Gucci’s latest gifting campaign full of kissing, desire and sexuality has angered some homophobic social media users, who threatened to unfollow the brand.
The festive campaign for Christmas, curated by creative director Sabato de Sarno, was shared on Gucci’s official Instagram account in December. The Gucci Gift campaign’s theme is “Togetherness”, and aims to spotlight moments spent with loved ones.
The luxury fashion brand kicked off the new year, continuing its gifting campaign by posting to Instagram a photograph of two male models kissing, with the caption reading, “Love, love, love. Celebrating encounters full of emotion with Gucci Gift.”
Love Is Love
The campaign showcases numerous couples engaged in intimate moments while adorned in distinctive Gucci attire.
Alongside snapshots of models in relaxed poses on sofas and a cinematic portrayal of a festive soirée, the kissing scenes feature couples spanning various genders, sexual orientations, and age groups; one shot in particular shows two men making out heavily on a couch.
Several homophobic Gucci fans took to the comments to express their anger at the campaign which featured two men kissing. Several commented that they would be unfollowing the brand, while others supported the queer love, with a user commenting, “Imagine it’s 2024 and people still feel the urge to (comment) unfollow because of two men kissing. Just imagine. lol”.
Other fans appeared humoured by the homophobia. One user wrote, “The amount of homophobia from people even can’t afford Gucci is killing me… Gucci love is love”.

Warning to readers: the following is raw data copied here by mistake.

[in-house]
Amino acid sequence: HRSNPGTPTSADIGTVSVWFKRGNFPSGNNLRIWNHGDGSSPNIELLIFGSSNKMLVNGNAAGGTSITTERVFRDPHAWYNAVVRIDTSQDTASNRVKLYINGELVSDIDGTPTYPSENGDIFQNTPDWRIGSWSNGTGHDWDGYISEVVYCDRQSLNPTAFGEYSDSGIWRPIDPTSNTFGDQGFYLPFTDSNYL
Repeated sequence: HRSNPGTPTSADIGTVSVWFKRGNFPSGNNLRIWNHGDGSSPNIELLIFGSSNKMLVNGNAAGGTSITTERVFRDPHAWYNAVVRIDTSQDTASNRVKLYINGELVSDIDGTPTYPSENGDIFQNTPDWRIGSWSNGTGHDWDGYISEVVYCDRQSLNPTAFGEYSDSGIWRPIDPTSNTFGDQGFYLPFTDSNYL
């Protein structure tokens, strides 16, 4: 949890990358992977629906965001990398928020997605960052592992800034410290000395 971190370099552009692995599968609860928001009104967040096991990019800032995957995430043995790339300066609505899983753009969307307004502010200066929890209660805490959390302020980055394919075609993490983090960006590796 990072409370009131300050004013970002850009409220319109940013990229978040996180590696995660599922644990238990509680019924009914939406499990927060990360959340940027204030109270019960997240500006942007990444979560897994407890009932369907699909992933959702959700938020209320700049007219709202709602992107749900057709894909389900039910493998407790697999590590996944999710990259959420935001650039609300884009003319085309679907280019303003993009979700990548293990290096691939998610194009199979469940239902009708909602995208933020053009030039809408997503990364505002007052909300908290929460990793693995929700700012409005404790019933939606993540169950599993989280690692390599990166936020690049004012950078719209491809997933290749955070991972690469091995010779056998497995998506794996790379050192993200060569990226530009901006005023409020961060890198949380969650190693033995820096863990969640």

Tom Ford’s Gucci Controversy
This is not the first time Gucci’s campaign visuals have stirred up controversy. During Tom Ford’s reign as the creative director from 1994 to 2004, he solidified Gucci’s position as one of the most provocative brands in the market.
Demonstrating that sex indeed sells, Ford orchestrated a series of highly sensual and controversial campaigns.
Gucci’s SS03 campaign featured model Carmen Kass leaning against a wall, revealing her pubic hair intricately shaved into the shape of the brand’s logo while being pushed against a wall by a male model. It resulted in the campaign facing bans in certain countries.
When model Sophie Dahl posed nude for YSL’s Opium fragrance ad campaign in 2000, critics directed their attention toward Tom Ford, accusing him of consistently featuring nude women in his advertisements.
Ford responded to the allegations in an interview with The Guardian, asserting, “I’m an equal opportunity objectifier–I’m just as happy to objectify men,” he reasoned. “The thing is you can’t show male nudity in our culture in the way you can show female nudity. We’re very comfortable as a culture exploiting women, but not men.”
“I did a men’s nude ad at Saint Laurent. Yves did the first one where he was nude [but with legs crossed], and I thought, why don’t we go to the next step and do full-frontal nudity, with a male model? It’s interesting because we did the picture, it ran in some European publications and then it was pulled,” he added.